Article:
It's now six years since the original Country Life Top 100 was published, but the aim hasn't changed: we name the very best architects, interior designers, craftsmen, builders and garden designers in Britain.
We are fortunate to live in a golden age of British architecture, interior design, gardening and restoration. Much of this is thanks to a greater depth and breadth of expertise than ever before, which springs from the growing number of ever-more knowledgeable and inventive practitioners offering exciting opportunities to build new houses or bring old properties to life.
Increasingly, these projects involve seamlessly blending old and new, creating buildings that combine styles that are not only sympathetic to their setting, but which also meet the growing demands of modern life and of sustainability. It’s a process that is reinventing the way we live, as well as engaging a vast range of ever-evolving skills, from design and craftsmanship to the creation of thermal efficiency in period buildings.
Country Life is delighted to present its own selection of practitioners with a demonstrable track record of excellence, as well as the fresh additions bringing new ideas to the fore.
- Best architects in Britain
- Best interior designers in Britain
- Best garden designers in Britain
- Best builders and craftspeople in Britain
2023’s new additions to the Country Life Top 100
Named after the childhood home in south-west France of founder Patrick Williams, who earned his pocket money — and understanding of traditional buildings — by applying lime render to his parents’ 18th-century farmhouse, this company embodies Mr Williams’s passion for restoration and sensitivity to fine craftsmanship.
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These qualities are something Mr Williams shares with his wife, Neri, with whom he runs the studio and the couple’s inspiring furniture shop in Bath. Many of the wares are the result of collaborations with local artisans, creating individual pieces with distinctive charm. Specialising in period buildings and restorations, in both residential and commercial sectors, the studio, founded in 2009, has a reputation for its responsiveness to each property’s history, evident in its projects, which currently include a canal house in Amsterdam, dating back to 1616.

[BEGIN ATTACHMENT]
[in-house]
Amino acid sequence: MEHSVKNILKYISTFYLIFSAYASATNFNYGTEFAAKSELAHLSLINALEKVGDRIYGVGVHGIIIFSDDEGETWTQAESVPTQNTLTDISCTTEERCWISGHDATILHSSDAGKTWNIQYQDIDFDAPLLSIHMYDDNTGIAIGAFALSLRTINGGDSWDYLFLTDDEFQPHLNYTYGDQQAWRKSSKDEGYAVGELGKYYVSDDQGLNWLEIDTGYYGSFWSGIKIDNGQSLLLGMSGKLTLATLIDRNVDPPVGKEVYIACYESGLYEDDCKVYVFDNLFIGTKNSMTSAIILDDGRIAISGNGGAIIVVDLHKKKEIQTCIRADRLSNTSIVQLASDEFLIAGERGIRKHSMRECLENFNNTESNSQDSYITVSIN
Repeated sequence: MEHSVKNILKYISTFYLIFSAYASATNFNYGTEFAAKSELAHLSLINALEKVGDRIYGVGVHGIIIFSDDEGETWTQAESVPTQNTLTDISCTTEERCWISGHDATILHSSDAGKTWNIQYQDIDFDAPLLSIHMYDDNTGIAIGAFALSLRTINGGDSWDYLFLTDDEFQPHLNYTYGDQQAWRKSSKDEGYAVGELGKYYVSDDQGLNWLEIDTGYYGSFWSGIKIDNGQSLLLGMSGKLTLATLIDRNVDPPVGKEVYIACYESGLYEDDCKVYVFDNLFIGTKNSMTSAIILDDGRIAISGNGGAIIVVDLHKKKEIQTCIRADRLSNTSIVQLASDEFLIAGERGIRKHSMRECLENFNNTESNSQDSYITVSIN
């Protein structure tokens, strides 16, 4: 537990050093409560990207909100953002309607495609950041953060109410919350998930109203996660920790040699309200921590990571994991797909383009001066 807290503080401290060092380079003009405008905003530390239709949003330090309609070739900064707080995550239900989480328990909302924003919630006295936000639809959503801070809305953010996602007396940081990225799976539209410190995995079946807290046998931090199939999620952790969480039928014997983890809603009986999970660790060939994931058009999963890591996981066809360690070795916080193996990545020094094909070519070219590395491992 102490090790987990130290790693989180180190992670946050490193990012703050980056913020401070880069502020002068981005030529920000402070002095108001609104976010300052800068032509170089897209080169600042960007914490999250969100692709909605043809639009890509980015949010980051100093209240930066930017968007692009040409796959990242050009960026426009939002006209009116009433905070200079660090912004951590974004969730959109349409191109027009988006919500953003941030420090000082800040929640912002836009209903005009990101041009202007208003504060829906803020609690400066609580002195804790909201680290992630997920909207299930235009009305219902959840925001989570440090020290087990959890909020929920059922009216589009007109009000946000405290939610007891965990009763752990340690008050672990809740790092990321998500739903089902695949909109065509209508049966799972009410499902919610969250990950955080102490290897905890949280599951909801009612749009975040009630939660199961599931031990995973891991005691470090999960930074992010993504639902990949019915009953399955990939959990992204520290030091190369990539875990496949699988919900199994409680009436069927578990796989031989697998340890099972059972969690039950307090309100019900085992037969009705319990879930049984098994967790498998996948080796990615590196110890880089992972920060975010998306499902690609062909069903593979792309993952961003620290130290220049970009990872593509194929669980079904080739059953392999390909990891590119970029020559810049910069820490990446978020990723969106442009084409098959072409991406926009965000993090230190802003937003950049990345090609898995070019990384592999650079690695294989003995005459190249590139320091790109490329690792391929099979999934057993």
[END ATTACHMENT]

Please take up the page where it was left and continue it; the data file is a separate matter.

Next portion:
Mr Williams’s maxim is ‘the building is the client and should dictate what is done to it’. Shunning today’s throwaway culture, the interiors have a time-honoured and gracious appeal, celebrating the old, yet sympathetically introducing the comfort of the new.
A true family business, this interior-design and build practice was founded in 2011 by husband-and-wife team Nick and Pamela Cox, their son, Tom, and daughter, Kate. They offer a range of complementary skills; Nick has extensive experience in upholstery, flooring and commercial projects, Pamela in antiques and interior design, Tom has an eye for construction, architecture and colour and Kate a curiosity for new designers and fresh brands. The team head a studio, named after the Old English word for homestead, which undertakes all aspects of design, such as new-build construction, consulting on exterior and interior architecture, spatial planning, landscaping, joinery and interior decoration. They can deliver a full turnkey solution or help with simpler room refreshes.
The practice has a reputation for distinctive interiors with a relaxed feel, combining the elegant and eccentric with an imaginative use of colour and antiques, and is equally at home blending tradition and modernity in a new-build country house as it is in converting a former net loft in Cornwall into a quirky two-bedroom home. In 2020, it launched homeware store Studio HÁM, an interiors emporium-cum-design studio in the Hambleden valley, Oxfordshire. Expect a mix of antique and custom-made furniture, as well as decorative pieces, art and homeware.
01491 579371; www.haminteriors.com
Turning her expert eye from townhouses in Chelsea to hotel rooms and treehouses at Wildhive Callow Hall in the Peak District, Isabella Worsley takes them all in her stride. After a degree in architectural history at the University of Edinburgh, she cut her design teeth at Guy Goodfellow, then began working closely with Firmdale Hotels creative director Kit Kemp on award-winning interiors in London and New York. The experience, she says, has given her the courage and confidence to create distinctively original spaces that celebrate joyous colour and pattern.
The niece of Country Life’s late Architectural Editor Giles Worsley, she set up her own studio in 2018, focusing on residential and boutique-hotel projects. Interiors have a classic sensibility, attuned to English country-house style, combined with a contemporary edge of character and charm. Current projects include the conversion of a longhouse in the Brecon Beacons, the restoration of a traditional farmhouse on the Côte d’Azur, a beach house in Wittering, West Sussex, and a Georgian home in Buckinghamshire.
020–8075 5232; www.isabellaworsley.com
There are only a handful of interior designers expert at classic English decorating with a contemporary edge and Olivia Outred is fast earning her rightful place among them. Known for injecting colour, art and the unexpected into traditional interiors, her work is imaginative, fresh and far from stuffy. After graduating with a degree in interior and spatial design from Chelsea College of Arts, Ms Outred joined Sibyl Colefax & John Fowler, where she worked as assistant to Philip Hooper. Going on to run the interior-design arm of the widely admired Lulu Lytle’s Soane Britain, she set up her own east London-based practice in 2014.